From Iceland — LGBTQ+ Refugees Not Granted Asylum In Iceland

LGBTQ+ Refugees Not Granted Asylum In Iceland

Published August 2, 2022

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A gay refugee from Venezuela says the Icelandic government has not granted her asylum despite the fact that being LGBTQ+ in her home country very often leads to political persecution.

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Beatriz Moreno came to Iceland last summer with her wife, and they applied for asylum because of the turbulent situation in Venezuela, reports Vísir. The economy in Venezuela is in shambles due to hyperinflation and the political scene is in disarray. A civil war has also broken out between the army, which has been accused of various human rights violations, and militant groups.

According to figures from the United Nations, more than seven million people have fled Venezuela in recent years, and more than 950,000 have applied for asylum around the world.

“The Immigration Service claims that the situation in Venezuela is improving. We Venezuelans, not just me but Venezuelans all over the world, are fighting to keep spreading the word that Venezuela is still in a bad place. In our minds, the country is still very dangerous,” says Beatriz.

Sexuality not enough to get asylum

Beatriz is a trained journalist but has not been able to work as one because of political instability.

“Right now, in Venezuela, if you protest what is being done, the government can persecute you. It’s hard to get an education, it’s hard to get a decent wage and it’s hard to be gay because it’s basically illegal to be gay in Venezuela,” she says.

While Venezuelan law does not prohibit being gay, there are countless examples of LGBTQ+ people being subjected to political persecution after attending solidarity meetings and criticising the government.

Beatriz says she and her wife came to Iceland because they thought they could get asylum here. All applicants from Venezuela received international protection here in 2019. However, after going through the process that accompanies such an application, they were rejected. The Icelandic Immigration Service’s assessment was that due to the improving situation in Venezuela, they did not need asylum here. The couple’s sexuality would not be enough to grant them asylum.

“Being a woman with a female partner, we think Iceland is a good country where we can start a family and where we can see our children grow up. Here I believe that women are valued. Since even the men’s wages are comparable to the women’s wages, I think this is a good country,” says Beatriz.

“The Immigration Service did not question my sexuality, but in the interview I told them why I left. One of the reasons is that it is basically illegal to be gay in Venezuela; it has consequences for one’s life, one is persecuted,” she says. “They know that I came here with a partner, that I am married, but they dispute it. They know that one of the reasons I left is because of my homosexuality.”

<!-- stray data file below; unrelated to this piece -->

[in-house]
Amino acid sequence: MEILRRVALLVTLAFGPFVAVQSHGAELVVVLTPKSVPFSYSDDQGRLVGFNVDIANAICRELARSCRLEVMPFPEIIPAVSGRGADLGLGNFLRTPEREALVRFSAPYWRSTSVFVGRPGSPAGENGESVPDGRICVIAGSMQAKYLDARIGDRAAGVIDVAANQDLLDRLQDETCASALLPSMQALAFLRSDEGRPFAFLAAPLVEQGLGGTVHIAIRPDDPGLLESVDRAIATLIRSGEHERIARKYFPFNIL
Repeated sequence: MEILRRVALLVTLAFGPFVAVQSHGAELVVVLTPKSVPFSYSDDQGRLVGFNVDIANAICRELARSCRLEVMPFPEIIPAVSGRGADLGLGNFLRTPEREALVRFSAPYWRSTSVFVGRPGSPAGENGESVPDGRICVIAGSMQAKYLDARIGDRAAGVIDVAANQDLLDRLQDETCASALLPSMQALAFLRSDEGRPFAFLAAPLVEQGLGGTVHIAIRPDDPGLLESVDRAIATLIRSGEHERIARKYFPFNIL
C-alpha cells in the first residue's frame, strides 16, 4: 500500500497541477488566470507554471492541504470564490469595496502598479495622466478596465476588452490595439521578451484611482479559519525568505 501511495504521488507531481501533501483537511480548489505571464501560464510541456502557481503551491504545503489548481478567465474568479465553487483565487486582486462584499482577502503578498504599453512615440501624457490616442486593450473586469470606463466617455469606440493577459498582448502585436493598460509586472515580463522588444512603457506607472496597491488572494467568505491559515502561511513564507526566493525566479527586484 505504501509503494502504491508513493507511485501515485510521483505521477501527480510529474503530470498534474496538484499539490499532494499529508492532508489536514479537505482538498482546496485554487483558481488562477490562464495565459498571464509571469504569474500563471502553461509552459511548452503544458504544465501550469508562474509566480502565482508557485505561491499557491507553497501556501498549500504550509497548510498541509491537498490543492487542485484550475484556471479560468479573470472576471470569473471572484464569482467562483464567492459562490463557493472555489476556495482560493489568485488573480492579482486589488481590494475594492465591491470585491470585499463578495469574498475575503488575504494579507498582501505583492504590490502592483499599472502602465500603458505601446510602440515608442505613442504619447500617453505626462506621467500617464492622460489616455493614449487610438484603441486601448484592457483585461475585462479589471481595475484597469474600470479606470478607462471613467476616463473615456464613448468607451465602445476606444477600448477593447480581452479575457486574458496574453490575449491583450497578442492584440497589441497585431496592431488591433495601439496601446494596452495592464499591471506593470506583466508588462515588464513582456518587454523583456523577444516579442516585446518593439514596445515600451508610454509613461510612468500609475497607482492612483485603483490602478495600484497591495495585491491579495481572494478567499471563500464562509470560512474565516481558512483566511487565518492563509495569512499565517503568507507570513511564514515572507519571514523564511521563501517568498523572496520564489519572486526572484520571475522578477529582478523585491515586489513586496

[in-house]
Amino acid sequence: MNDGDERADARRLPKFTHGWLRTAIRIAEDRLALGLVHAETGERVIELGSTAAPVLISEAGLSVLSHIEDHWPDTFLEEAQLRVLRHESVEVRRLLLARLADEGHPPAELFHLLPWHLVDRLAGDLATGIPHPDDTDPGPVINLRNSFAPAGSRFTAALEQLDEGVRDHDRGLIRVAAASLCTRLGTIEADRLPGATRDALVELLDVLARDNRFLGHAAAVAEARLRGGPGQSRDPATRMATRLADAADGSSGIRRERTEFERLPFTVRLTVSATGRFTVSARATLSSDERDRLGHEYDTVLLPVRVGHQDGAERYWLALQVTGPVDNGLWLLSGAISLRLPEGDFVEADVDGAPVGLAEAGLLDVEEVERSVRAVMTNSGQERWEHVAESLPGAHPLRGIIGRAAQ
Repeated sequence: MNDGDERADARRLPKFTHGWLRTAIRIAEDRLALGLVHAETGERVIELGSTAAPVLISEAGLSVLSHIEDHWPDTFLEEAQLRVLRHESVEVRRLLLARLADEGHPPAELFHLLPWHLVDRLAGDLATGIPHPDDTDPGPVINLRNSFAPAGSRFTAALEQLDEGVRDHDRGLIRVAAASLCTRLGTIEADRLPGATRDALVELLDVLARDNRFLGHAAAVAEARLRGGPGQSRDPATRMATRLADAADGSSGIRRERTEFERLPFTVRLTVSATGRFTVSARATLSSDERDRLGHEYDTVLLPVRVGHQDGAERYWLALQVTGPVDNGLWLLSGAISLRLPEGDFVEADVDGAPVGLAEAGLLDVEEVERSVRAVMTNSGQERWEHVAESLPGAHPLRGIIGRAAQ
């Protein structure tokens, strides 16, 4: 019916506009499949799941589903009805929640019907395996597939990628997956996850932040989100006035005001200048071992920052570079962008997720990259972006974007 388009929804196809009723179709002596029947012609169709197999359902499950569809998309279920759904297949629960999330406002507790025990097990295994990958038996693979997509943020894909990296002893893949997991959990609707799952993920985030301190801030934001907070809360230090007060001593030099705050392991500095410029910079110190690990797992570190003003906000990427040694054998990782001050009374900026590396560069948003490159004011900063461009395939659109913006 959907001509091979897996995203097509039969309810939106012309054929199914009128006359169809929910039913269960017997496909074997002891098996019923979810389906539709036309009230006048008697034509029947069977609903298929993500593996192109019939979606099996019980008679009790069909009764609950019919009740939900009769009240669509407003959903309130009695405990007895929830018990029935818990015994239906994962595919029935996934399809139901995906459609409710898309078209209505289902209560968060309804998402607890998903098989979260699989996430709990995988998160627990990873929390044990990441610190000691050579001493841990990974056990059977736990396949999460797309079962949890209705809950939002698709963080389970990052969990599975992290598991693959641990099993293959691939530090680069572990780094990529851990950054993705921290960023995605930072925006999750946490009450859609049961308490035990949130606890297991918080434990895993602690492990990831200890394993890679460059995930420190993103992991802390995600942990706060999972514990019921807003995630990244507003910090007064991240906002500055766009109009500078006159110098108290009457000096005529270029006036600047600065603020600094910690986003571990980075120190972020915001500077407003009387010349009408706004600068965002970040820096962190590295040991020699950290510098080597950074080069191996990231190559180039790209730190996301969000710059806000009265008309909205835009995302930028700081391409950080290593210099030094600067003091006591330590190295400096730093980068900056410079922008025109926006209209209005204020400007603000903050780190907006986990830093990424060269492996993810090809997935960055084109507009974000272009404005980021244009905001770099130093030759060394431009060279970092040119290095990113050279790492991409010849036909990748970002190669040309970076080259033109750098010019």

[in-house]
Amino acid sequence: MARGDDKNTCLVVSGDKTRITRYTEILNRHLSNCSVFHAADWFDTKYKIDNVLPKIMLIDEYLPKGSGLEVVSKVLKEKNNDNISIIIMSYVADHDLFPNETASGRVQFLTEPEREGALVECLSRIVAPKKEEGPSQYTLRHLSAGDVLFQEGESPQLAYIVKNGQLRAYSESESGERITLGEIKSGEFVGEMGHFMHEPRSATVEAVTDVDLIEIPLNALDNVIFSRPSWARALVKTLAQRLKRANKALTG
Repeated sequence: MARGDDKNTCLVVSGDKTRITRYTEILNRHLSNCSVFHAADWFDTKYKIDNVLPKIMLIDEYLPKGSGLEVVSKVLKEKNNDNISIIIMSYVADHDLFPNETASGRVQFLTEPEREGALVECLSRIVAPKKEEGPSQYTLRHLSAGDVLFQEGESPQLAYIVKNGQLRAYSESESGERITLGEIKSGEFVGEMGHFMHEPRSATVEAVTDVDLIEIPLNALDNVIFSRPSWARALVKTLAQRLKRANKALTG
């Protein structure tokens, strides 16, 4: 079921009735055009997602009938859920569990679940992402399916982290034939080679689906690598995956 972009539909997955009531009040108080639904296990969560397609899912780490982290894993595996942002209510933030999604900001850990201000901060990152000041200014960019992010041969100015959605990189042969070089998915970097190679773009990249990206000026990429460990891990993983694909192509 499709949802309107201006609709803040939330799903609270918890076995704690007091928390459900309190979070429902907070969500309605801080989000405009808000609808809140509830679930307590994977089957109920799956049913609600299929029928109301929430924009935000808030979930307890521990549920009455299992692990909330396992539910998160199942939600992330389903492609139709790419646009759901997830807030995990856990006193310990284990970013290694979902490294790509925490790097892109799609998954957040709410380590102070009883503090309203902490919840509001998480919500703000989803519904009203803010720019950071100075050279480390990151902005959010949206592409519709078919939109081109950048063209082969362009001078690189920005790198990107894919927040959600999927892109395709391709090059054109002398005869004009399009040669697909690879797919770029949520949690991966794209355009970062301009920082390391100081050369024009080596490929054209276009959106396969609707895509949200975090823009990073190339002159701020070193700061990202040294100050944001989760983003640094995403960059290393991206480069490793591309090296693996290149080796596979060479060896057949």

“I’m not lying”

The Immigration Service rejected their application, but they have appealed the decision because they cannot return home.

“I would be afraid to return because I know I could not have a normal life with my partner, could not have a normal family life or a normal job. I could not have a normal life like an Icelander can have in Iceland,” Beatriz says

Deputy State Prosecutor Helgi Magnús Gunnarsson’s comments about gay asylum seekers on social media last week came as a shock to her. She thanks Samtökin ’78, the National Queer Association, for the support the couple received right from the start.

“It is not easy to talk about this weekend. It is difficult, in my position, to talk about what the Deputy State Attorney said. It’s hard to talk about because I don’t want to be afraid to speak up or have an opinion. In any case, I think that everyone should have the right to express themselves. But I am in no position to dispute what he said. That is the role of those who work within the Ministry of Justice,” says Beatriz.

“I hope that he and those who are in charge of the Immigration Office, that this is not what they generally think about LGBTQ+ people. I hope this is not the case. I hope that everything goes well and that whoever handles these matters sees that we are not lying. I’m not lying and I don’t want to take a test to prove I’m gay. But it’s hard to talk about this,” she says.

“I hope he thinks well of asylum seekers and queer people and that he and others are ready to open the door for us,” Beatriz says.

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